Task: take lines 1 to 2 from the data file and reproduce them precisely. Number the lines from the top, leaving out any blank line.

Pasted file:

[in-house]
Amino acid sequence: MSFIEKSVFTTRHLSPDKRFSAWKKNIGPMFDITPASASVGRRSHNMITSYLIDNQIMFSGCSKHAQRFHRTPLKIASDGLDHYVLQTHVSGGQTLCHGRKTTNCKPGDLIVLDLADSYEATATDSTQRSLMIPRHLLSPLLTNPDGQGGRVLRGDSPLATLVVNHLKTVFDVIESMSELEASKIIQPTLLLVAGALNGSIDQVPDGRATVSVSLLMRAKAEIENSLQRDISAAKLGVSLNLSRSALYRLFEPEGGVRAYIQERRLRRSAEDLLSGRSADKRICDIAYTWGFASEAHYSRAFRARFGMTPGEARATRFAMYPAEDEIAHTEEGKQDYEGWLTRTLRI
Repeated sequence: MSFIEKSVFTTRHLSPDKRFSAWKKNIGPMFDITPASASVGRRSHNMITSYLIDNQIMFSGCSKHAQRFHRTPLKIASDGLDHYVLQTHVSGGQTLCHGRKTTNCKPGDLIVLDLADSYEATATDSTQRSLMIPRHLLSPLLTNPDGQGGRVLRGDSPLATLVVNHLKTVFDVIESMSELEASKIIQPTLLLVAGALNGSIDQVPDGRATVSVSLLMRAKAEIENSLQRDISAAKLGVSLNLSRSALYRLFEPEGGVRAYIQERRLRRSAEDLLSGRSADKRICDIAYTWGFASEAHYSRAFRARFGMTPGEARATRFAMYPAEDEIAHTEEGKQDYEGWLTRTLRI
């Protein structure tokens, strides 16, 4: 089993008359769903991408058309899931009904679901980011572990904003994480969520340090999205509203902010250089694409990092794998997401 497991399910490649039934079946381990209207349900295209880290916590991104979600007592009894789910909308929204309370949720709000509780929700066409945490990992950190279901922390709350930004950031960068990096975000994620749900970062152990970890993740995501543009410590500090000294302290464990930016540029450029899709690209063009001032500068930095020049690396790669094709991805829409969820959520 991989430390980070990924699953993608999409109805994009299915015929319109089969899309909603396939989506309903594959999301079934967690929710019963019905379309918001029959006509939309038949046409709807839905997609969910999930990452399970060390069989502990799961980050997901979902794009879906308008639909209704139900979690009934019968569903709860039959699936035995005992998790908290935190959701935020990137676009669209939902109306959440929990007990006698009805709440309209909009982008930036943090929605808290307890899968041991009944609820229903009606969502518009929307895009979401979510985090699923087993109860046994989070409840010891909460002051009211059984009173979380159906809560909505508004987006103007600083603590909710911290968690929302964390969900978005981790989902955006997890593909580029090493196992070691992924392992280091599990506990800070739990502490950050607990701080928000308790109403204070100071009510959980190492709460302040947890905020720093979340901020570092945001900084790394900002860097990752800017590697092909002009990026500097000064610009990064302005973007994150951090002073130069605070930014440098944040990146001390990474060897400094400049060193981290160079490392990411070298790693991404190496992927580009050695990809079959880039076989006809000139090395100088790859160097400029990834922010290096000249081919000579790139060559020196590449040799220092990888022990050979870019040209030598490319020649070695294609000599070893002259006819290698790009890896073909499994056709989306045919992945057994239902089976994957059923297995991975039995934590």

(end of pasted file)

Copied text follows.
[in-house]
Amino acid sequence: MSFIEKSVFTTRHLSPDKRFSAWKKNIGPMFDITPASASVGRRSHNMITSYLIDNQIMFSGCSKHAQRFHRTPLKIASDGLDHYVLQTHVSGGQTLCHGRKTTNCKPGDLIVLDLADSYEATATDSTQRSLMIPRHLLSPLLTNPDGQGGRVLRGDSPLATLVVNHLKTVFDVIESMSELEASKIIQPTLLLVAGALNGSIDQVPDGRATVSVSLLMRAKAEIENSLQRDISAAKLGVSLNLSRSALYRLFEPEGGVRAYIQERRLRRSAEDLLSGRSADKRICDIAYTWGFASEAHYSRAFRARFGMTPGEARATRFAMYPAEDEIAHTEEGKQDYEGWLTRTLRI